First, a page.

It makes me wonder: what if we take existing songs, try to find space-filling curves that explain them, and then look for different paths through those curves? In other words: would it be easy / possible to parameterize existing songs as curves, so that we can find which subset of the space of space-filling curves is actually interesting to human ears?
on the same topic, i been also curious of something and wonder if anyone have the answer to this.
lets say i have a track playing just one note (to be specific, a frequency measured in hertz, lets say 528) for one minute and we want this to be as pure sounding as possible.
what is the best approach to do this?
in addition, if the audio file is in WAV and we convert them to mp3, do we still lose a lot of quality even though we are just playing same note for 1 minute?
how cam we achieve playing the purest sound without music file taking up too much space?
Actual sawtooth on the left (done at higher bit rate), tone on right is 2khz tone at 8khz sample rate (audacity won't generate tone right at nyquist). Looks like a triangle wave in audacity, but the tone is fairly pure with just a whisper of harmonics, and those are probably from the speaker.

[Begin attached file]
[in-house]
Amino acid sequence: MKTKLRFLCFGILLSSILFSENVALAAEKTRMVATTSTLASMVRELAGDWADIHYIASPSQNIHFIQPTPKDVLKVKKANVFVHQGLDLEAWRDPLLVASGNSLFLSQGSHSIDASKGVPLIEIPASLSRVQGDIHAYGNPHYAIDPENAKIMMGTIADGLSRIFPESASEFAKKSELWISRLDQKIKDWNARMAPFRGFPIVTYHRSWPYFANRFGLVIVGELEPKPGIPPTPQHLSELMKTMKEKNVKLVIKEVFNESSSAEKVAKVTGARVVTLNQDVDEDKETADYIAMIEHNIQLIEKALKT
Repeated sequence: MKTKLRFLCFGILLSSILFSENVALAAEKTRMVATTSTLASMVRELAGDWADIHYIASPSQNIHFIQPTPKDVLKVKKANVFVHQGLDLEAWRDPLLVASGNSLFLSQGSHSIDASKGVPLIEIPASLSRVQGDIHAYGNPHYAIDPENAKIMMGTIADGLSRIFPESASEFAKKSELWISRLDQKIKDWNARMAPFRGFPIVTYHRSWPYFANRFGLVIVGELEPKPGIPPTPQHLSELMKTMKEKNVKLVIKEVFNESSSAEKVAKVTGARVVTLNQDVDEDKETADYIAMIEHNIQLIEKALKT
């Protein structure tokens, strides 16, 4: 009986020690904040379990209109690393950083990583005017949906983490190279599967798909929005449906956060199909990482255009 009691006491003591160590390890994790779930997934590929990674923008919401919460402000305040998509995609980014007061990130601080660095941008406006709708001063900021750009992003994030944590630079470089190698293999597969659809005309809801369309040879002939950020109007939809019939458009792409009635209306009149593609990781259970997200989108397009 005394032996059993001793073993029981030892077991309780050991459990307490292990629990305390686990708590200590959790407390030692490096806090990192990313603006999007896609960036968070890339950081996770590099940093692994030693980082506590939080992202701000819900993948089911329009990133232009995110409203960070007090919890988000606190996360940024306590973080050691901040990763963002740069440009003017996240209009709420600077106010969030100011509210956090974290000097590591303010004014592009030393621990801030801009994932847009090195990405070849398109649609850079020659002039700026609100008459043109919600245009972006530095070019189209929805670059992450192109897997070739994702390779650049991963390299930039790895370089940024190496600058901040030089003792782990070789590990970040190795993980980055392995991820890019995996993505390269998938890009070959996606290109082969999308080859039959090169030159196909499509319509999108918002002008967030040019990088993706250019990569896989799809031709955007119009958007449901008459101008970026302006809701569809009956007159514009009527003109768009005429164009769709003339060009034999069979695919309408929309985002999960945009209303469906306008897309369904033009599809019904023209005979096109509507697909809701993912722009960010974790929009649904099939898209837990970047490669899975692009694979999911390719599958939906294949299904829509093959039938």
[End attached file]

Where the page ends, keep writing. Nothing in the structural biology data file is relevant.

(tldw: the answer is no, like the other commenter said, if the D/A converter is working properly)
I wonder if space-filling curves tap into the same complexity as a classically-structured fugue in some kind of deep way.
If a piece of music does not obey those constraints, it cannot be back-transformed into a continuous curve in a fixed number of dimensions. You would need to come up with some other, more complex, method of mapping curves to music in order to handle arbitrary musical compositions.